For a holiday side with earthy, savory depth, add a trio of mushrooms: creminis, meaty shiitakes, and mild white button mushrooms. A splash of sherry vinegar picks up the browned bits in the pan and rounds out the flavors beautifully. The mushrooms will release plenty of liquid after a couple of minutes in the pan; be patient and let these juices evaporate so your stuffing will be rich, not soggy.
Buttermilk Mashed Potatoes
Keep mashed potatoes warm by placing in a heatproof bowl, covering with plastic wrap, and setting over a saucepan of gently simmering water. This will keep them moist and warm without scorching. A ricer finely breaks up the cooked potatoes without activating the potato starches, which could make the consistency gluey. It also allows the butter and liquid, such as milk or buttermilk, to quickly incorporate so the mash is smooth and free of lumps. If you don't have a ricer, use a potato masher, being careful not to overwork the potatoes. Our Butternut-Swirled Mashed Potatoes and Roasted Garlic and Parmesan Mashed Potatoes variations require a little extra time but are well worth the effort.
Skillet Green Bean Casserole
We've shortened (and lightened) this holiday classic by bringing everything together in one pan and using the stovetop and broiler rather than baking.
Shaved Brussels Sprouts Salad
Chef Jonathan Waxman taught Cooking Light Editor Hunter Lewis how to make this fall salad many years ago. Riff with the ingredients to find the flavor balance you prefer. For a vegan version, omit the Parmesan cheese.
Sweet Potato Casserole With Crunchy Oat Topping
This classic casserole often straddles the line between side and dessert (indeed, we've enjoyed the leftovers both ways). We dial down the sugar to steer the dish back to savory territory, and add a crunchy oat and nut topper for texture. A final drizzle of maple syrup just before serving gives the casserole a lovely sheen. While we call for a ricer in our master mashed potatoes, a potato masher is perfectly acceptable here since the spuds will be bound with an egg, topped, and baked. Chopped almonds or walnuts would be a delicious sub for the pecans.
Whole Roasted Cauliflower with Pomegranate and Pine Nuts
For a bit of showmanship, bring the whole cauliflower to the table, and then "carve" and dress with the vinaigrette, pomegranate arils, pine nuts, and parsley.
Modify the recipe for our Honey Whole-Wheat Pull-Apart Rolls by stirring in Asiago cheese and chopped rosemary. Substitute 1 tablespoon sugar for honey and reducing butter to 1 1/2 tablespoons. Add 1/4 cup grated Asiago cheese and 1 tablespoon chopped rosemary to milk mixture with butter, sugar, and eggs in step 1. Sprinkle 1 tablespoons grated Asiago over rolls before baking.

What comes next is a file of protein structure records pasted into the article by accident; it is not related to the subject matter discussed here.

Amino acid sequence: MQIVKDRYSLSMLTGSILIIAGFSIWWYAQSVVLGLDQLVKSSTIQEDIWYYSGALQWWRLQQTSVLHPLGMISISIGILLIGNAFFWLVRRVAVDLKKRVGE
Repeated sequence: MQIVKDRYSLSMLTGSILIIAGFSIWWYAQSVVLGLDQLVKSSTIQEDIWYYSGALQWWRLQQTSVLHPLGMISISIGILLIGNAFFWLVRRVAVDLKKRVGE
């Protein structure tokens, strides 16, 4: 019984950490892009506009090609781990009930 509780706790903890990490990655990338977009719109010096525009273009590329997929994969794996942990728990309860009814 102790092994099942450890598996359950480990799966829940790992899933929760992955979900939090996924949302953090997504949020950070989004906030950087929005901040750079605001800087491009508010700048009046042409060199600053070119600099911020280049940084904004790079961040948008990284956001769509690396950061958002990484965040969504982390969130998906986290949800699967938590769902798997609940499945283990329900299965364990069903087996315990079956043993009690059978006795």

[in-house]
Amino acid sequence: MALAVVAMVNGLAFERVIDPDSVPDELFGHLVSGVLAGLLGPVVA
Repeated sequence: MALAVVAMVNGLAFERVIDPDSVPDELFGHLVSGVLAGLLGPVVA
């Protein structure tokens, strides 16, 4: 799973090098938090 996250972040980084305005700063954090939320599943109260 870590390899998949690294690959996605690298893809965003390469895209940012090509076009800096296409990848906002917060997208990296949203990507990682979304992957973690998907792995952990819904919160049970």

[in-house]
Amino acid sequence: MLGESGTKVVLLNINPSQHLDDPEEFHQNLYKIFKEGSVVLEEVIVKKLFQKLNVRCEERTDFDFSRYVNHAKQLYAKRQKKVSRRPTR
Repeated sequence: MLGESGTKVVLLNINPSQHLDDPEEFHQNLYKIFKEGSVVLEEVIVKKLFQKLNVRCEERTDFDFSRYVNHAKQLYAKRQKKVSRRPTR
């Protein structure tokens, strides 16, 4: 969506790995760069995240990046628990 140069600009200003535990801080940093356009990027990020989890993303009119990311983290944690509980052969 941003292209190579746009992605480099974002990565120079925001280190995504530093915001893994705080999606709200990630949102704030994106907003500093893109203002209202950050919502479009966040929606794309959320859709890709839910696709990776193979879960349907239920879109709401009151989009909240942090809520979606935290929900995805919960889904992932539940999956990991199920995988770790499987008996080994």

Lemon-Herb Sheet Pan Roasted Vegetables
Combine 3 tablespoons olive oil, 1 teaspoon kosher salt, and 1/2 teaspoon black pepper in a bowl, stirring with a whisk. Combine butternut squash, parsnips, Brussels sprouts, and potatoes from master recipe in a large bowl, then follow remaining steps.
Potato and Leek Gratin
A mandoline will slice the potatoes quickly and to the same thickness, though a sharp knife will also work. Instead of being buried in cream, the potatoes and leeks are simmered in and drizzled with milk so the potatoes get wonderfully crisp and tender and the cheeses form a melty, golden crust. The result is a rich, rustic potato side with contrasting flavors and textures—a bit of crunch to round out the stuffing, sauces, and mashes on the plate. Reheat leftovers in the oven until crisped and warmed through, and then serve with eggs and a side of fruit for breakfast.
Cheesy Potato Casserole
Rather than using sodium-loaded canned soup, we made our own creamy sauce to update this dish.
Spiralized Beet and Butternut Squash Noodles with Parsley Pesto
What's better than roasted beets? Spiralized beets, duh! The nifty gadget turns beets and butternut squash into twirly noodles tossed in a delightful herby sauce.
Braised Leeks with Parmesan
Wash leeks after they’re halved by dunking them in a bowl of cold water and vigorously swishing to dislodge dirt and grit trapped between the layers. You may need to repeat the process once or twice, depending on the level of grit. We love the simplicity of this dish. White wine provides a little tangy acid to the leeks, while Parmesan cheese packs an umami whallop, making for a supremely satisfying side.
Baked Mac and Cheese
We added a surprise ingredient, canola mayonnaise, to make things extra creamy.
A fresh, crisp salad balances the lineup of heavier, rich side dishes. You can follow a recipe or just compose one with pretty cuts of your favorite vegetables and herbs tossed with a light vinaigrette. Make this salad a day ahead if you want the flavors to absorb into the cauliflower a little more. Just hold off on adding the cheese until right before serving.
Glazed Sweet Potatoes with Maple Gastrique
The gastrique, a tangy-sweet glaze, is Thanksgiving worthy but also simple enough to pull off on a weekday.
Green Beans with Dried Cranberries and Hazelnuts
Every plate needs a little green on it. Blanch the beans ahead, and store in the refrigerator to eliminate a task from the Thanksgiving Day prep list.
Sweet Potato Casserole
No Thanksgiving table is complete without this sweetened vegetable. Our modern twist on the classic sweet potato casserole is a fragrant vanilla bean streusel.
Roasted Cranberries and Grapes with Rosemary
Your relish is going to get a much needed revamp with the addition of grapes and rosemary. Black grapes have thicker skins than red grapes, and they'll hold up better under the broiler.
Roasted Broccoli with Pistachios and Pickled Golden Raisins
Some version of broccoli, usually laden with cream and cheese, lands on many a Thanksgiving table. But this dish, with its beautifully balanced flavors, is much lighter—and vegan.
Mom's Smashed Mashed Potatoes
To keep potatoes warm until the meal is ready, place them, loosely covered, in a heatproof dish or bowl, and set them (without submerging them) in a larger pot of hot water over very low heat. They'll stay warm without scorching on the bottom.
Old-Fashioned Mustard Pickles
Traditionally, the vegetables are salted and left to soften. Instead, we blanched them to tenderize before pickling.
Cran-Blueberry Sauce with Candied Ginger
Make this sauce a couple of days ahead, and refrigerate in an airtight container. Reheat in a small saucepan over medium-low heat, adding water—a tablespoon or two—to thin it.
Cheesy Sorghum and Shaved Squash Pilaf
Long, slender ribbons of butternut squash make for a beautiful and unusual presentation; just be gentle when stirring so you don't break all those gorgeous pieces. Try to grab a squash with a long neck—that straight surface works best for ribboning. If you can't find sorghum, you can use farro.